By Hilfra Tandy

The Middle East is spearheading a huge expansion in production of petrochemical products and project financing which will result in a historic shift in the industry world-wide.

z In 1985 Sir John Harvey-Jones Announced projects in the region activity,

caused by escalating contractor costs which are forcing delays as producers and their sponsors review procurement strategies. Aside from what is likely to be a temporary slowdown in petrochemicals activity, growth in the regions' project finance market has been extraordinary. In 2003 volume was a whisker under $8 billion ­ then a record in itself ­ and in 2004 more than doubled to $18.5 billion. Overall, 2007 volumes could stay in the $30 billion range, with sizeable petrochemical and refinery projects in the offing along with independent water and power projects. The magnet of high energy prices has motivated lenders, and 2005 marked the point at which Western bank liquidity became a force in the Middle East. Trend-setting deals are being negotiated in the petrochemicals 61

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sector. The $760 million Qatofin and $1.48 billion Q-Chem 11 project financings closed simultaneously on November 16 2005. Those were landmark deals insofar as they marked the first time that two distinct project financings ­ sharing common infrastructure ­ simultaneously sourced funds from the bank market. Qatar Petroleum (QP), shareholder in both projects, was a pivotal coordinating focus. Earlier this year Euromoney Magazine's 2006 Middle East Petrochemicals "deal of the year" title was awarded to Sabic's Yanbu National Petrochemical Company (Yansab). Its chairman, and Sabic chief financial officer, Mutlaq AlMorished acknowledged that the SR13.125 billion (US$3.5 billion) project financing "stood out for a number of reasons" as a "greenfield" development. Yansab is the first Saudi Arabian company to have successfully closed an initial public offering at the inception stage. The Yansab IPO was also awarded "IPO of the Year" by the Banker's Magazine. The Yansab deal includes the largest-ever Islamic finance tranche of SR3.176 billion ($847 million) in any multi-sourced project financing globally. Sabic and ABN Amro, the sole financial advisor and underwriter, achieved a level of Islamic participation significantly higher than for any previous project financing in Saudi Arabia. During 2006 Sabic raised $11bn via IPO, bank debt, Eurobond and Sukuk. Al-Morished, speaking at last December's Gulf Petrochemicals and Chemicals Association (GPCA) conference, noted that there has never been a default on a petrochemical project in the GCC. In his presentation he observed that banks view the 62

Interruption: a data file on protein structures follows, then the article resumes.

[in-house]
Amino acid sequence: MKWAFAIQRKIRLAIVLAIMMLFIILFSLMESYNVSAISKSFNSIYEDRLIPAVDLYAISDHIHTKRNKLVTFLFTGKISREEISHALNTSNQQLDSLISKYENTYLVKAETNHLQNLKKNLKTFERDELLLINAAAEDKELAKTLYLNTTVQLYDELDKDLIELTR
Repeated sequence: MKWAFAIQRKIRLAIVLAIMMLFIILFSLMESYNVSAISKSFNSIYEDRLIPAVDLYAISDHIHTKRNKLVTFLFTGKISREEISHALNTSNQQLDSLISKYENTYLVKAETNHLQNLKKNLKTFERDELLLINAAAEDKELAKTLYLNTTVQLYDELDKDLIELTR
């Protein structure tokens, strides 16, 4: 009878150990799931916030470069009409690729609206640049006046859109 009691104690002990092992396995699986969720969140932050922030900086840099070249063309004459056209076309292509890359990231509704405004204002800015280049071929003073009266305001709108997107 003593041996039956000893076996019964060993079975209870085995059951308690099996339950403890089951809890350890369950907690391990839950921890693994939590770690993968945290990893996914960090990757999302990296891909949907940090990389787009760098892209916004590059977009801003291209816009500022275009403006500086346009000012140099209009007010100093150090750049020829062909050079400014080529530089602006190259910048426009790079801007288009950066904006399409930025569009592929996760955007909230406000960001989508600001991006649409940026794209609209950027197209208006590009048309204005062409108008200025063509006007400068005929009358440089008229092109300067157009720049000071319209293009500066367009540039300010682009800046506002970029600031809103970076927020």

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GCC with a high "comfort level". The region's trump card is its access to the world's keenest-priced natural gas. This was the overriding attraction to the Western oil and chemical majors and a Japanese consortium that became joint venture partners in Saudi Arabia in the late 1970s/early 1980s ­ natural gas is available in Saudi Arabia and North Africa at $0.75 per million Btus (mBtus). The contemporary increase in energy and raw material price levels, particularly in the USA, has further enhanced the region's attraction to petrochemical majors in the West and Japan. "Dow spends $12 billion a year in energy costs in the US. If we moved our US plants to Germany, we would spend $7 billion a year. If we moved them all to the Middle East, we would pay $1.5 billion a year," says Andrew Liveris, Dow Chemical's chief executive. The role of national governments has become pivotal. BASF board member Dr John Feldmann, responsible for plastics, oil and gas, reviewing the company's plastics strategy this year, noted that "85 per cent of all oil assets are state-owned ­ 40 years ago it was 15 per cent". BASF,